I’m still wondering what is happening in my belly. I can’t seem to eat anything without feeling nauseous immediately or shortly after. On the whole it is worse in the evening. I am wondering if it to do with being so inactive and being horizontal so much,, that my stomach is getting used to no or little food to work with, plus inactivity has slowed the muscles. Or, have I developed a true gastroparesis. I am unsure. Is the abdo pain to do with this, or is eating having the opposite effect, making it a bit hyper mobile. I have had diarrhoea, though not last few days. Not sure whether to try metoclopramide see if it helps, I have a prescription for it. I will literally waste away if I don’t do something, I could literally never eat again! Of course eating exacerbates the light headedness. What a horrible problem this is, and for doctors to only really recognise it as overactivity of the ANS, anxiety driven etc, is well…um.
I have lost confidence though no question. I considered myself a healthy ish happy 40 year old. I’m now confined to a small studio apartment, only going out to appointments, being driven there. Get motion problems within minutes, hot, clammy, tachy. I resist vomiting, I have learnt to do that! Anyway I just wondered with all that you have been through and your list of problems, what psychological support or input have you had? Have you ever been asked to attend a pain or chronic illness management programme? They can be good for meeting others but am aware that the crux of it is to get you to change the way you think about your illness, and that will have a knock on effect on how you behave. Easier said than done when you want to pass out when you stand and feel so sick on eating, or feel like your body is exploding with electricity etc etc….. Don’t think my jerks were like yours though, yours sounded truly awful! I can cope with mine as long as they don’t make me an insomniac!!
Hi Barbara it is easy quite normal to lose appetite when you cross time zones, more likely the more zones you cross. I ate very small amount in Bangkok, but did drink yes. Slept quite a bit. My appetite had been on the slide through December, couldn’t see a trigger. I was eating less and continuing to do moderate exercise. a possible trigger I wonder? It was hot and humid in Bangkok but was there 24 hours and only spent an hour out if the hotel room. Problem was on arriving in Australia, but it was just a warm day that day, about 22 degrees, not like some of the hot ones I have experienced since.
I am still struggling to eat! Will have to force feed and if I can’t keep it down I can’t. I have lost about 8-9kg in 6 weeks, was weighed today. Sleeping so bad at the moment, the myoclonus really gets in the way. I drift off and just as I do the jerks wake me up. Not sure this is normal but it sucks! Probably the worst symptoms because without good sleep its impossible for dysautobomics to function. I am taking in a banana though and a multivitamin yes. I saw a different gp here today and he was well clueless. It felt like she didn’t understand the terminology! She concluded anxiety. She wondered why I had had so many scans. It is easier to get them here in oz though. I was presyncopal again in the waiting room. I might have to take a Valium tonight though if the lack of sleep continues…..unless the myojerks continue!!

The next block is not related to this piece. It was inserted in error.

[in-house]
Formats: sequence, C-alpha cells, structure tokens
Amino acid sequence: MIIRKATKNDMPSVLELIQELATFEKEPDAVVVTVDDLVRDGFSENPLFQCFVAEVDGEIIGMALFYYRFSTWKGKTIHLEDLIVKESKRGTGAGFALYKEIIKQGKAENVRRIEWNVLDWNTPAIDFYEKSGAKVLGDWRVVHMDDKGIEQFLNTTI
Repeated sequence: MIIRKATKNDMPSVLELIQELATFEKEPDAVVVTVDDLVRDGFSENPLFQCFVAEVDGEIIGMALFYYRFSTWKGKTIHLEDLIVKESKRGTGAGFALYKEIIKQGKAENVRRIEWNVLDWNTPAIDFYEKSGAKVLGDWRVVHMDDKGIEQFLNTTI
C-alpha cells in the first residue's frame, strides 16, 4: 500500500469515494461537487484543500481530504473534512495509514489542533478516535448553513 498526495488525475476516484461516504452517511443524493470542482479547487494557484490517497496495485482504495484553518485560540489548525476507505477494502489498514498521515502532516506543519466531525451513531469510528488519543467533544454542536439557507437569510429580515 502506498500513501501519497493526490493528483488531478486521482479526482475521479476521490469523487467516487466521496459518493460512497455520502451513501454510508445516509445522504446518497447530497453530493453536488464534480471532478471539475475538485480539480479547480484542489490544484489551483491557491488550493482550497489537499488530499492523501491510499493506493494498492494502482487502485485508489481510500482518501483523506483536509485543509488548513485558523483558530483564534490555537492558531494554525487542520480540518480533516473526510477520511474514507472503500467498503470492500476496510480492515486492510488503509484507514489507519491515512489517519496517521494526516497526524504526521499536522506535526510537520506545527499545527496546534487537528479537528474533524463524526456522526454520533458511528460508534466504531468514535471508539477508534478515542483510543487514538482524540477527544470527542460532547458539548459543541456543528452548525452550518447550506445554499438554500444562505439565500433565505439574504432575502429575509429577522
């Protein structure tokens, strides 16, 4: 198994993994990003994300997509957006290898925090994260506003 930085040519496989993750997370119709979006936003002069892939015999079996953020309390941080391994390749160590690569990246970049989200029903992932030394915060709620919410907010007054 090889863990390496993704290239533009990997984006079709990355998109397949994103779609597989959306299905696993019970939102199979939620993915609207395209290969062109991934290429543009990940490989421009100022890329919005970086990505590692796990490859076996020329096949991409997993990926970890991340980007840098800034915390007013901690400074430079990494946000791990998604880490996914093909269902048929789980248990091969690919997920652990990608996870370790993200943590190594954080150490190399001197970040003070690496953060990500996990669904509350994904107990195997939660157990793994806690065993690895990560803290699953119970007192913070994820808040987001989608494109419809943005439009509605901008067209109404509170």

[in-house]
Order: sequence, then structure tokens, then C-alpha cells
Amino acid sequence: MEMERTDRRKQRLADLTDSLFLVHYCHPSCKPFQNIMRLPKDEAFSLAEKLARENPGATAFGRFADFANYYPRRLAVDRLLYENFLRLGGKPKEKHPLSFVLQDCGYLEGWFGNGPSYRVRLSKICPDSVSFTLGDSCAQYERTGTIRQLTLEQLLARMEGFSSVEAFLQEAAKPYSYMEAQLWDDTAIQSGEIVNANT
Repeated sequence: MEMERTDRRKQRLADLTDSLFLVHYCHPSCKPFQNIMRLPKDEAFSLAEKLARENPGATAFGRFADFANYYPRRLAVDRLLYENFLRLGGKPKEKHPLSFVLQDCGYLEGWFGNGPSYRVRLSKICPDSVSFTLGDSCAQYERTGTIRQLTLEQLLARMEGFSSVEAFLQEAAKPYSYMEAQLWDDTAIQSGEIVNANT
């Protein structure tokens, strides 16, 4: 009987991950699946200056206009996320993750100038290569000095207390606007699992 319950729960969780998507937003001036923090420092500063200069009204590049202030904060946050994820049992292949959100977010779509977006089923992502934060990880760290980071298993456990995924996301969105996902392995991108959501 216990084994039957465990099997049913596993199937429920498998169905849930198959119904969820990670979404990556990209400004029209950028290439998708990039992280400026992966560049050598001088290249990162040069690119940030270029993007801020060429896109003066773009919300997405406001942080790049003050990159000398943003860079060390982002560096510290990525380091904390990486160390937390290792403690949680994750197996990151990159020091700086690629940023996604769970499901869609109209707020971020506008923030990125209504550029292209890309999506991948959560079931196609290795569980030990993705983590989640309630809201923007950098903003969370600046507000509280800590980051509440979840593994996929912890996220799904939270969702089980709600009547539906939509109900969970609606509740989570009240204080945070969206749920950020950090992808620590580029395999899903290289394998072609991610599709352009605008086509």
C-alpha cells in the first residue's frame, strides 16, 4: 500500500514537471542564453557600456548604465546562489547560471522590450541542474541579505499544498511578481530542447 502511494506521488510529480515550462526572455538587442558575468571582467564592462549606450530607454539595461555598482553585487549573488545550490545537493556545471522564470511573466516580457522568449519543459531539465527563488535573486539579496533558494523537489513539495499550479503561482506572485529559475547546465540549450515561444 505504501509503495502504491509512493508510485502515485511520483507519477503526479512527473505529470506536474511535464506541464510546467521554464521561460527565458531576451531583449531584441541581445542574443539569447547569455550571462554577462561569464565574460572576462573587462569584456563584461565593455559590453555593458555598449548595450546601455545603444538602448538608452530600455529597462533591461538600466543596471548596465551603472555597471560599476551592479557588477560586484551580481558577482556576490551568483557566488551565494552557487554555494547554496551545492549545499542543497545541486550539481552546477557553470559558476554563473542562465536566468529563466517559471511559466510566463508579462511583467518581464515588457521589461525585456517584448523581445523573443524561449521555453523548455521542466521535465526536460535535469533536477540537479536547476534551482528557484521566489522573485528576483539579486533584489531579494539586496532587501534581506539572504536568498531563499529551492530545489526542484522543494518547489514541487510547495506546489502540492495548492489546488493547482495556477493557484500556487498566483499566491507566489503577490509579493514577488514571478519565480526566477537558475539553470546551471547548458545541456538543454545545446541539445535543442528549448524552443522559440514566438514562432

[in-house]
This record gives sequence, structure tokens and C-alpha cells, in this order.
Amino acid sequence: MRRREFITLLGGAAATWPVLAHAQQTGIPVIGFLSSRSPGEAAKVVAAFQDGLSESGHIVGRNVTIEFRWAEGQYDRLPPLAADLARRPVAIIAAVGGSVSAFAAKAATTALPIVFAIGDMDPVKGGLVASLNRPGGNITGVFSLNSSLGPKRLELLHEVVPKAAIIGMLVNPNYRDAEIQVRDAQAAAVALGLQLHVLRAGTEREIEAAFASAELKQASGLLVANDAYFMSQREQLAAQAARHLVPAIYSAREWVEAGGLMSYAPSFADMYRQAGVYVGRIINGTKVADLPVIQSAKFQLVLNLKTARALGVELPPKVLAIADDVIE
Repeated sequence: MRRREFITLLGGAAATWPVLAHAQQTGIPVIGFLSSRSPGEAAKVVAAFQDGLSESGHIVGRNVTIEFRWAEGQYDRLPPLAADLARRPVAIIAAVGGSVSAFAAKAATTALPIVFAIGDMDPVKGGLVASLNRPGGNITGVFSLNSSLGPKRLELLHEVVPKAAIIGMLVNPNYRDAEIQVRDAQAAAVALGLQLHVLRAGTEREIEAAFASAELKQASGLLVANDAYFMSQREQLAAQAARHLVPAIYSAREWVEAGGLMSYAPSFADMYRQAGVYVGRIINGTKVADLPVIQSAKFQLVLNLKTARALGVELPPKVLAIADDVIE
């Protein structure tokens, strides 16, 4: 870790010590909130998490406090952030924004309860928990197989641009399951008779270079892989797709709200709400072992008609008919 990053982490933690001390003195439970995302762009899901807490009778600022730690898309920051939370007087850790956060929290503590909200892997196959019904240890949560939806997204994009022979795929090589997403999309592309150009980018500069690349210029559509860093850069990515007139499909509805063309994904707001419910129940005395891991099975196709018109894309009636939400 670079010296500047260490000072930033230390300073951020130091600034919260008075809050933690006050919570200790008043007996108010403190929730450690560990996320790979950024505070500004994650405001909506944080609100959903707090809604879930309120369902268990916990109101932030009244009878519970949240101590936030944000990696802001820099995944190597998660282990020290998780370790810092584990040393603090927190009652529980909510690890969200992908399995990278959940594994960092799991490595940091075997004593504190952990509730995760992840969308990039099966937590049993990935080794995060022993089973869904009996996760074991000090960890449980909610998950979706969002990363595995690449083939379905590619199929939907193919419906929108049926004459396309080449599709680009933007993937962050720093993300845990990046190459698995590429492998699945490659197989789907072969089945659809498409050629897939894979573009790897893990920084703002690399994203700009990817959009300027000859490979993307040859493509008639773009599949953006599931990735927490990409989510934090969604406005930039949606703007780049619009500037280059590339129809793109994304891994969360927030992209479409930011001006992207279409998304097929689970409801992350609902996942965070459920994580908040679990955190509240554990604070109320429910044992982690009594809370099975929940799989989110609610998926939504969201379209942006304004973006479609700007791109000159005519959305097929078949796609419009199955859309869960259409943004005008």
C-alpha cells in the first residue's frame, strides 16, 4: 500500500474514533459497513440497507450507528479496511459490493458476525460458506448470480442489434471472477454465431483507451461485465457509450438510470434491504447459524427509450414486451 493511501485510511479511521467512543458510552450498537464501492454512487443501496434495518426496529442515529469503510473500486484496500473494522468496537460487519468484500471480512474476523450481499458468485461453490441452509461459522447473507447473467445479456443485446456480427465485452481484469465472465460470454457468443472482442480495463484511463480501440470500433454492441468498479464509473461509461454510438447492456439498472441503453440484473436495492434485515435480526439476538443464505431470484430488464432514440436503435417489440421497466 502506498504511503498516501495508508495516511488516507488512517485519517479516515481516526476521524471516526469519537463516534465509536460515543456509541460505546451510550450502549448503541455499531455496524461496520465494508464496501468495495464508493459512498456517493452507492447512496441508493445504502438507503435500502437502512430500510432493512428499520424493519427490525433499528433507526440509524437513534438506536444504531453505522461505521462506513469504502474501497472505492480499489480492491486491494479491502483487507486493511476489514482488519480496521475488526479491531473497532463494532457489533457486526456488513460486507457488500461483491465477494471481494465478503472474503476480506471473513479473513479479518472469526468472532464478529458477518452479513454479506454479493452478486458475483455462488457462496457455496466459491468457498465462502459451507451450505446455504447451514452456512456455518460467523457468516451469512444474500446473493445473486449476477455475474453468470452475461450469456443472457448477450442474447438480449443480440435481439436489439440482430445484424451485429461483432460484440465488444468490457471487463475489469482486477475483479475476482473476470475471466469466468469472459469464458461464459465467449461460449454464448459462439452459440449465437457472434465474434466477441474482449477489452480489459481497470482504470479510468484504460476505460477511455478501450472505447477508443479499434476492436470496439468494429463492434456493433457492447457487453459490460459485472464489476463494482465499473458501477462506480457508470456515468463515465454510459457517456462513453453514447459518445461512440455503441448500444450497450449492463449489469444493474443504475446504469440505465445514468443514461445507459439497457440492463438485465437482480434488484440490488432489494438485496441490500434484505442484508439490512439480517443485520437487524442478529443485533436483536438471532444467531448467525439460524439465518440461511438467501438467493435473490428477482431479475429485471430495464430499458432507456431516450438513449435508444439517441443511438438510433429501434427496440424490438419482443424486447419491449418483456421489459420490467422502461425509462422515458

Had MRI and head CT). Results in 2 days, with cd to bring home, so quick!
Yes, stopped over in Bangkok for one night, I was tired, had no appetite, but I was ok. I came out of the-airport once in australia and on the ride to hotel started to feel ill, like an ill switch, and ill ever since,, gradually worsening really,..
Barbara, not sure I mentioned but I am flying business class, so the seats recline to near horizontal. I am lucky in that sense, and it might explain why I was not symptomatic on the plane on way over, but when I came off it I felt motion sick in back of a cab, plus a look of death!!
Ok well first job is to convince him I have significant autonomic disturbance, not anxiety, and then second challenge is to get him to prescribe. Ok well thanks for all your advice again 🙂
I started the ZZ 5 days ago. I did have an improved couple of days, but the last two have been bad, exacerbated by the lack of sleep!, and then on waking each time having these visual sensations and dizziness. I shall continue on them though and hope it improves. I think I need diamox but without evidence I am not sure I can convince the gp to give it to me, I haven’t checked but I would be surprised if the gp was licensed to prescribe it.
Are sleeping pills good or bad for us? I had considered asking doc for some benzo’s for the flight but not sure it’s wise, and maybe to just try Benadryl (for sedative effect)…
Just took my temperature, at 1.45pm, sublingually, 36.8 on the left, 36.6 on the right. Replicated it 5 minutes later. Just another thing to add to the long list of things that are just off!